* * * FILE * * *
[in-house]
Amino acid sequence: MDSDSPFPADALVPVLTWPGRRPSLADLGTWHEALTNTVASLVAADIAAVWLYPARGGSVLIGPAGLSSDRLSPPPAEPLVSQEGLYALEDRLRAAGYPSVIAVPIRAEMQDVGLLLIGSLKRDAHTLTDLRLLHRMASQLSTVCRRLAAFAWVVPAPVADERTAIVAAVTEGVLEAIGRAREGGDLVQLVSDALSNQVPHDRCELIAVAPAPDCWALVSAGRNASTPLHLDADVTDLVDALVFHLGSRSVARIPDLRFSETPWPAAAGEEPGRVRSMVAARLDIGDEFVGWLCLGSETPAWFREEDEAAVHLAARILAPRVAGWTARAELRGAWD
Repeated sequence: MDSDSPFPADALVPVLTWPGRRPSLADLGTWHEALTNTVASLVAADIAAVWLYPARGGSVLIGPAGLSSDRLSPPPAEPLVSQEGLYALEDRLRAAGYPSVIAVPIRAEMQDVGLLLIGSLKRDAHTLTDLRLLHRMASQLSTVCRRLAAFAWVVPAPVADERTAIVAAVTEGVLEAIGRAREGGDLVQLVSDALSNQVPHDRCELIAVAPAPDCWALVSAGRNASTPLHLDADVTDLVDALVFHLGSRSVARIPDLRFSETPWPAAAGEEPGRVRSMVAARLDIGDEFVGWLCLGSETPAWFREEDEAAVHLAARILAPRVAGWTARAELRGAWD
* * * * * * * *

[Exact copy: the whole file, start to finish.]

[in-house]
Amino acid sequence: MDSDSPFPADALVPVLTWPGRRPSLADLGTWHEALTNTVASLVAADIAAVWLYPARGGSVLIGPAGLSSDRLSPPPAEPLVSQEGLYALEDRLRAAGYPSVIAVPIRAEMQDVGLLLIGSLKRDAHTLTDLRLLHRMASQLSTVCRRLAAFAWVVPAPVADERTAIVAAVTEGVLEAIGRAREGGDLVQLVSDALSNQVPHDRCELIAVAPAPDCWALVSAGRNASTPLHLDADVTDLVDALVFHLGSRSVARIPDLRFSETPWPAAAGEEPGRVRSMVAARLDIGDEFVGWLCLGSETPAWFREEDEAAVHLAARILAPRVAGWTARAELRGAWD
Repeated sequence: MDSDSPFPADALVPVLTWPGRRPSLADLGTWHEALTNTVASLVAADIAAVWLYPARGGSVLIGPAGLSSDRLSPPPAEPLVSQEGLYALEDRLRAAGYPSVIAVPIRAEMQDVGLLLIGSLKRDAHTLTDLRLLHRMASQLSTVCRRLAAFAWVVPAPVADERTAIVAAVTEGVLEAIGRAREGGDLVQLVSDALSNQVPHDRCELIAVAPAPDCWALVSAGRNASTPLHLDADVTDLVDALVFHLGSRSVARIPDLRFSETPWPAAAGEEPGRVRSMVAARLDIGDEFVGWLCLGSETPAWFREEDEAAVHLAARILAPRVAGWTARAELRGAWD